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Attention to detail


Sylvester Croom has coached long enough to know what's important.

That's one reason the Jaguars' new running backs coach wasn't annoyed, bored or anything except very interested late last week when the team's newly compiled offensive staff spent a few hours one morning on one page of the team's evolving playbook.

Croom, 57, the former head coach at Mississippi State and a 20-year NFL assistant, said that morning was about details so small many might miss them. And that was fine, he said.

Because a morning such as that is where winning happens.

 "That's one of the great things about this game," said Croom, one of 21 assistants hired in the last month by new Jaguars Head Coach Mike Mularkey.

"No matter how long you've been in it, there is always something else to learn. It's exciting to learn a new system, to learn from other coaches who have had success in the league . . . There's always some other little detail that can make you a better coach and help you be a better teacher."

Croom talked a lot about details when he met with the Jacksonville media recently for the first time since joining the Jaguars' staff. He said there's a reason for that.

Not only is attention to detail critical for any player, and any coach, he said it's one area on which he will focus when working with Jaguars running back Maurice Jones-Drew. He said while there may not be much to add to Jones-Drew in terms of ability to break tackles and squeeze yards from a run, any player has fine points that can be improved.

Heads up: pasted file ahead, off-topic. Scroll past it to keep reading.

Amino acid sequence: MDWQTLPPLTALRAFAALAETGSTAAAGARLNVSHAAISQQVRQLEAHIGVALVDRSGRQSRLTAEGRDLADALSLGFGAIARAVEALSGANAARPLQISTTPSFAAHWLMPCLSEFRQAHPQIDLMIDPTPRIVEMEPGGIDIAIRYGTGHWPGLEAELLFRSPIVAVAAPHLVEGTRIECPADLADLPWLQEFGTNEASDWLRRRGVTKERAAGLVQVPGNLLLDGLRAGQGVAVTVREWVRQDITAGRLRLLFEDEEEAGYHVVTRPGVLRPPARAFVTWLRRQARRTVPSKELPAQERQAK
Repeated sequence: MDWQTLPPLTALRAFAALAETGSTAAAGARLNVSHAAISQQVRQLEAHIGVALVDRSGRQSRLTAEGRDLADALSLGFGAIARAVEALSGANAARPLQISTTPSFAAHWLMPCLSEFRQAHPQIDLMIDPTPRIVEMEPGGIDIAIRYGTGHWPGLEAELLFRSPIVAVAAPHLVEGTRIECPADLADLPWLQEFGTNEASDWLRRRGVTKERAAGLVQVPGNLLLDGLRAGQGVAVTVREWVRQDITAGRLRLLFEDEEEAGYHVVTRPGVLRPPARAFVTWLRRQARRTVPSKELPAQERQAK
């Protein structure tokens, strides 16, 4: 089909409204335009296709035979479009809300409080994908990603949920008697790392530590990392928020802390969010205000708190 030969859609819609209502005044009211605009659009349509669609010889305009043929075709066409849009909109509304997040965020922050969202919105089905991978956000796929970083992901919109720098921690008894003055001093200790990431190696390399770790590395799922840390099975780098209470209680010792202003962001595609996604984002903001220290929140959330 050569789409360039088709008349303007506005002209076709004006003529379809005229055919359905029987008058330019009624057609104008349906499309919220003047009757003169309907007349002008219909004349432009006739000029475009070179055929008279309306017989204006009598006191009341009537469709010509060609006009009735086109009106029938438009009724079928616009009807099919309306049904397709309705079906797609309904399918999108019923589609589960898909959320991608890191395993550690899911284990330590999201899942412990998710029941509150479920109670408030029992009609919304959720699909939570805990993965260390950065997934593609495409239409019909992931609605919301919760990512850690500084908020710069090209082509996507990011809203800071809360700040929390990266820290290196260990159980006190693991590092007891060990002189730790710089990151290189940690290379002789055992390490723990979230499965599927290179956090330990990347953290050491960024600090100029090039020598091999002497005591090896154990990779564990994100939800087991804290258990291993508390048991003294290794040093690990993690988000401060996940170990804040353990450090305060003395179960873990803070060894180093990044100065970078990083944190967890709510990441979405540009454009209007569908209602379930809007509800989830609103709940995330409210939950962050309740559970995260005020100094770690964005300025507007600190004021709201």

"There will be little things, things that sometimes the player himself may not notice because when you're as good as he is at this point and a great player, it's always the little things," Croom said, adding that those likely will be in areas such as ball security, pass protection and route running.

"It's not going to be anything major, I can assure you that, but it's the details. Can you plant your foot a little bit better coming out of a route? Your hand placement in pass protection…?  It just might be that one difference in allowing the quarterback another split second to get a pass off and that touchdown in the big game, the game that may get you to the playoffs. Eventually during the course of a game, it's going to come down to one play and the thing that we don't want to happen is something fundamental that we can work on in the offseason and during training camp to cause us not to make that play."

Croom, who worked with Steven Jackson in St. Louis and Barry Sanders in Detroit, said elite-level backs are artists with unique abilities.

 "What I've always tried to do is bring certain things to them and see what they do and if there's something that I can bring to them to help them with the system, to be the absolute best that they can possibly be," Croom said. "I never really try to change who they are. I appreciate that guys at those positions, the guys at the highest level at the running back position in the league, they have great gifts and special talents. . . .

"But it is a joy to work with a great back and watch the artistry of their performance. Sometimes I just sit there and I say, 'Wow.'"